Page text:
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The “Don’t Say Gay Bill” Threat Goes Beyond Florida

An amendment to the Florida’s “Don’t Say Gay Bill” takes a dangerous turn as the GOP takes the issue nationwide.

Sandy Huffaker/AFP via Getty Images

Late last week, a Republican state legislator added a potentially deadly measure to a bill that’s already designed to bring harm to LGBTQ children.

In an amendment filed to Florida’s so-called “Don’t Say Gay Bill,” Rep. Joe Harding, the sponsor of the legislation, seeks to require schools to inform parents of their child’s sexual orientation. And not only will schools have to inform parents, they have to do so within six weeks of learning the student is any sexual orientation other than straight. Technically, the bill already required schools to inform families of their child’s sexuality, but it left an option for exemption based if there’s suspicion the information would lead to abuse, neglect, or abandonment.

However, as reported, based on the new amendment, that safety precaution has been removed even if abuse, abandonment, or neglect occurs as a result of the disclosure — making an already bigoted and exploitative bill into something even more monstrous.

Harding’s public statements on the “Don’t Say Gay Bill” belie its bigoted intentions because no matter how much the man professes that kids will not be barred from talking about homosexuality, bisexuality, and queerness in totality, if schools are not allowed to teach about anyone being gay, and if being anything besides heterosexual requires a disclosure to parents, what do we expect students to think about nonstraight people? What feelings besides fear and shame could this instill in schoolchildren? Won’t the refusal to discuss gay folks as anything besides full human not make them targets in the classroom and elsewhere?

A recent report from The Trevor Project, a organization focused on LGBTQ suicide prevention and crisis intervention, found that LGBTQ youth who learned about LGBTQ people or issues in school had 23 percent lower odds of reporting a suicide attempt in the last year.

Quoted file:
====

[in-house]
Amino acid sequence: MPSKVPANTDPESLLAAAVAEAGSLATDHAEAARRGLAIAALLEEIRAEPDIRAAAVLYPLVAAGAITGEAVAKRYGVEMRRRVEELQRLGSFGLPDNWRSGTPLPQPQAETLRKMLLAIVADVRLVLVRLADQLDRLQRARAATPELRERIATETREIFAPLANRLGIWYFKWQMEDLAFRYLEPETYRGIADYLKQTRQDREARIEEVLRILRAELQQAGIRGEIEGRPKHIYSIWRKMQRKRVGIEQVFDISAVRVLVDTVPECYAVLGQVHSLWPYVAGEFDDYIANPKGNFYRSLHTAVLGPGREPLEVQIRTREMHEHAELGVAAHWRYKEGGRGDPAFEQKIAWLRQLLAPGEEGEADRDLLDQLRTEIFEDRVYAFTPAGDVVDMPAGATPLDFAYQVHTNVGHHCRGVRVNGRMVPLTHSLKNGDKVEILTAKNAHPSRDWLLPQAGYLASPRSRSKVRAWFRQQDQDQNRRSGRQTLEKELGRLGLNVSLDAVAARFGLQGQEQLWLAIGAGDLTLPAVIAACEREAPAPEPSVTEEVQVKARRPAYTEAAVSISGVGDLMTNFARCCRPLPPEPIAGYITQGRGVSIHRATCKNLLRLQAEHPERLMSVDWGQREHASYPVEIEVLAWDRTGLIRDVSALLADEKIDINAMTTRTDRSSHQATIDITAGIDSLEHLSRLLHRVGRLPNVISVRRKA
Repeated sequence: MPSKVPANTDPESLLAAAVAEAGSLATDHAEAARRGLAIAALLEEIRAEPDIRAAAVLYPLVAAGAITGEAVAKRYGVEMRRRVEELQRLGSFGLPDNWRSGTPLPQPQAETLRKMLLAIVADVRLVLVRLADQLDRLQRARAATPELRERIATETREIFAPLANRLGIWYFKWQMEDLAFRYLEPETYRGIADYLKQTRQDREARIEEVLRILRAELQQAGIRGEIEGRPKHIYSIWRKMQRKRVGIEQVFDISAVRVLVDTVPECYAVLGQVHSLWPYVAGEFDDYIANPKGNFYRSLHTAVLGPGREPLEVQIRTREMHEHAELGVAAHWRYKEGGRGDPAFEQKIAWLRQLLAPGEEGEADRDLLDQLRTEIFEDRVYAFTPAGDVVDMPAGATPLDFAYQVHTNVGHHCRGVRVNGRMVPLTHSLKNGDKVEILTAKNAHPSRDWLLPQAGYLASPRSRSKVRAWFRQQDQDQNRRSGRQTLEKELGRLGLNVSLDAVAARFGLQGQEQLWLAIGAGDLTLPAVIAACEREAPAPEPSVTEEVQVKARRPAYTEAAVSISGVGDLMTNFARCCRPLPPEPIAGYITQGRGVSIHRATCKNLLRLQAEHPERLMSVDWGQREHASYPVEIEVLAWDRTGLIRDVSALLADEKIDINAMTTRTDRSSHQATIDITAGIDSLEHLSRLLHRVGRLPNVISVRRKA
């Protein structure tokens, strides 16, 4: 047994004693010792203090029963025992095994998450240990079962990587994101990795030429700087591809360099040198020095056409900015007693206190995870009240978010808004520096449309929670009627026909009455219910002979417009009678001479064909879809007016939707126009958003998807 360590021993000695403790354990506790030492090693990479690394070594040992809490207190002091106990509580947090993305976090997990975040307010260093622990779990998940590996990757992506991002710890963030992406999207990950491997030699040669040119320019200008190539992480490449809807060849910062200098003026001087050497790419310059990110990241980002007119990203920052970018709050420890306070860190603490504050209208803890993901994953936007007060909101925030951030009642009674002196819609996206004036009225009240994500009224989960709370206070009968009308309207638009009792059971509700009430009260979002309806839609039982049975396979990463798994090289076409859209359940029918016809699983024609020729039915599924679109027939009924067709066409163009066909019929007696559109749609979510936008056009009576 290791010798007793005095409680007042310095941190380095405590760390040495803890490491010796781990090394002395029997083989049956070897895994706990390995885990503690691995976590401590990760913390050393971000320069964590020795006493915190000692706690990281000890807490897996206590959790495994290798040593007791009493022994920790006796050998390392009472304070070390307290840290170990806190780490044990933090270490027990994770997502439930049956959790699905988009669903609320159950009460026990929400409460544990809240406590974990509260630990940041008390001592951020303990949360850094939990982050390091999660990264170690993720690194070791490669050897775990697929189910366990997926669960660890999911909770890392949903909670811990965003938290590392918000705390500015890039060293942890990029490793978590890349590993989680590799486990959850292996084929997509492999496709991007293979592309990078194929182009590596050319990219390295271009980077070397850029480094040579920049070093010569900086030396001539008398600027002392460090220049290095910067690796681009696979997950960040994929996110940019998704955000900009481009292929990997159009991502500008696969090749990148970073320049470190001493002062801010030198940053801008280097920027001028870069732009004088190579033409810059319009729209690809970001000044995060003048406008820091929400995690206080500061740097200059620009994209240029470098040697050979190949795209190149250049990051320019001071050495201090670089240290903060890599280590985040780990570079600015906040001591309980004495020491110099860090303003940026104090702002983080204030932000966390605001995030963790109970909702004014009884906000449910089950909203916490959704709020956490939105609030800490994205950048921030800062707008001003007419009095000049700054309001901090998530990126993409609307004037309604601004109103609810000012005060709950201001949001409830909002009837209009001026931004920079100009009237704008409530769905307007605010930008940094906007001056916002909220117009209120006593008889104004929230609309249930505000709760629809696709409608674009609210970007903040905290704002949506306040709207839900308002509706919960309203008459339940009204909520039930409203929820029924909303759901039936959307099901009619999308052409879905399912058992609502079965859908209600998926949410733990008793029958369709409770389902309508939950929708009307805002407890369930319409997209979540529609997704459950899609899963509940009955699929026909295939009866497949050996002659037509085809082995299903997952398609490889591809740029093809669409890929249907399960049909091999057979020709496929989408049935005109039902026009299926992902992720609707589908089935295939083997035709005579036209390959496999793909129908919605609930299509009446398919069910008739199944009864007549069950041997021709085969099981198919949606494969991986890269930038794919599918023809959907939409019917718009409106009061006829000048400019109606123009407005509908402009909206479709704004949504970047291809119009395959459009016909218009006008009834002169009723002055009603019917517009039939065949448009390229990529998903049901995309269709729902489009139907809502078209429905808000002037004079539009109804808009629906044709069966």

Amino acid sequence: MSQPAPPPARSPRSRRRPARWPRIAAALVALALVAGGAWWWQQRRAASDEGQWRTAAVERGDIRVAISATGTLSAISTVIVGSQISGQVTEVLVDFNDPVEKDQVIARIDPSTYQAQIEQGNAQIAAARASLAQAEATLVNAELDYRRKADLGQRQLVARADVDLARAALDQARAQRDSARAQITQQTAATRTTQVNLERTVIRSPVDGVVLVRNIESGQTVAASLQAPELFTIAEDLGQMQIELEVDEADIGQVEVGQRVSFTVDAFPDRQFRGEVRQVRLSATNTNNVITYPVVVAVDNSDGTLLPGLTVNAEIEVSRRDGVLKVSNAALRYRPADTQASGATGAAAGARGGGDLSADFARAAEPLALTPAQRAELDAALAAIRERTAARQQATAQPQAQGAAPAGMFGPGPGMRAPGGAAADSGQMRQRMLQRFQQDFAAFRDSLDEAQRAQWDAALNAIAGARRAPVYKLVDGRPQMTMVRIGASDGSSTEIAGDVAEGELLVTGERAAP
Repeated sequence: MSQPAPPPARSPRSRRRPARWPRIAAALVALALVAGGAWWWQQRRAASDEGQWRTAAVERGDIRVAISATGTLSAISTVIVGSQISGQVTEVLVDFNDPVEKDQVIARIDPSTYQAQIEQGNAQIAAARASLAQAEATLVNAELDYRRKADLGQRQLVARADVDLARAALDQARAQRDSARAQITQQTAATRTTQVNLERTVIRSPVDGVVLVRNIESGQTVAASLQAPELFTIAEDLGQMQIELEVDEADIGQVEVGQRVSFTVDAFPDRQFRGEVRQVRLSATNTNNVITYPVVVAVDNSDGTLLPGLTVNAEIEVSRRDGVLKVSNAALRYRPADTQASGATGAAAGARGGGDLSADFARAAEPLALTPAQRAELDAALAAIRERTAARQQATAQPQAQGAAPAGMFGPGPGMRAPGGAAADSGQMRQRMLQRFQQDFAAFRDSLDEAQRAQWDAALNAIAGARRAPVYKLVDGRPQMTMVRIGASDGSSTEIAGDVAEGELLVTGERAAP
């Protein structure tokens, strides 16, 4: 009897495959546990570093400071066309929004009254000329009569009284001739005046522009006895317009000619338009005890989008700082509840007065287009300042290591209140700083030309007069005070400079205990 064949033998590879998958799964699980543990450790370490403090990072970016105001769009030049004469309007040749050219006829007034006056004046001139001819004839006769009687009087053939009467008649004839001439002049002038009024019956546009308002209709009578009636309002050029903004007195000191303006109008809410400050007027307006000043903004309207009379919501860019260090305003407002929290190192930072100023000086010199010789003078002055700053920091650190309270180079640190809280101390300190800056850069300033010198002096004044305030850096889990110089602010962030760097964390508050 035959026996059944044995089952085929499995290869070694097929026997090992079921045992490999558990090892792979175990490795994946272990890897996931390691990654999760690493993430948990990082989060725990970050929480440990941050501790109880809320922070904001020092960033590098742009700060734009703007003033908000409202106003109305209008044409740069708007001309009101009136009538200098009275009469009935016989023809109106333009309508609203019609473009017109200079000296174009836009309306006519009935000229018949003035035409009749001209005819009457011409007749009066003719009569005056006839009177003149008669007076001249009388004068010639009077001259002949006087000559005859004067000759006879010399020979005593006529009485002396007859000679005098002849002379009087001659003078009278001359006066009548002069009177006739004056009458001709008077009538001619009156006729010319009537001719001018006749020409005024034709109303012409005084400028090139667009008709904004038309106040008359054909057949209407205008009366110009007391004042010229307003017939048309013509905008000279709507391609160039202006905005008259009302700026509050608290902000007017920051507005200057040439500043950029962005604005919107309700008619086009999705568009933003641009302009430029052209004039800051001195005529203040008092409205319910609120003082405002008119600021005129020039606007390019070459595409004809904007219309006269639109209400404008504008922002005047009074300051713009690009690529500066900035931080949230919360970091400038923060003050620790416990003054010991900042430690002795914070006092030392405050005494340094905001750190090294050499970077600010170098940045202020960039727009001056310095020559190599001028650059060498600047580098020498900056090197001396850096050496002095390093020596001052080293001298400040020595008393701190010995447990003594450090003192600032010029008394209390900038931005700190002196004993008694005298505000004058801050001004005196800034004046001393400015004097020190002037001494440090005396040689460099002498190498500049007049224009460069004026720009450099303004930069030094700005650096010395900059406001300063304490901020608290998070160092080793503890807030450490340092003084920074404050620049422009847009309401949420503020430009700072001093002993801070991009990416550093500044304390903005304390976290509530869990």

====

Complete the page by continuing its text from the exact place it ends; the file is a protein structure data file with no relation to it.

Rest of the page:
“We know that what happens in schools impacts mental health and suicide risk,” Sam Ames, director of advocacy and government affairs at the Trevor Project, explained to Changing America. “We know that youth learning about themselves, being able to see themselves reflected in their curriculum, being able to speak openly about who they are to their classmates and their teachers reduces suicide risk significantly.”

And we know that queer and trans youth often find themselves without housing stability when rejected by their family members.

The pandemic has only exacerbated such a crisis as noted last year by the more than 80 percent of LGBTQ youth that faulted the pandemic for worsening their housing situations in The Trevor Project’s 2021 National Survey on LGBTQ Youth Mental Health.

“Nothing repairs the damage that is typically done by being rejected by your family, your community, the culture at large,” Bill Torres, director of drop-in support services at the Ali Forney Center in New York, one of the largest LGBTQ youth homeless shelters in the country, said in a recent interview to NBC News.

On Tuesday, Harding withdrew the amendment but it’s still a bigoted bill and will face a full Florida House vote this week, with 14 amendments to vote in or veto, before it advances to the next step of the legislative process.

Unfortunately, like all GOP bills of this sort, this is not the action of one or even a few extreme Republican officials, but a coordinated effort from a party that strives to make villains out of the most vulnerable.

Changing America has explored the 15 similar bills that have been introduced in state legislatures seeking to restrict LGBTQ topics and what teachers can and cannot say about sexuality and gender identity.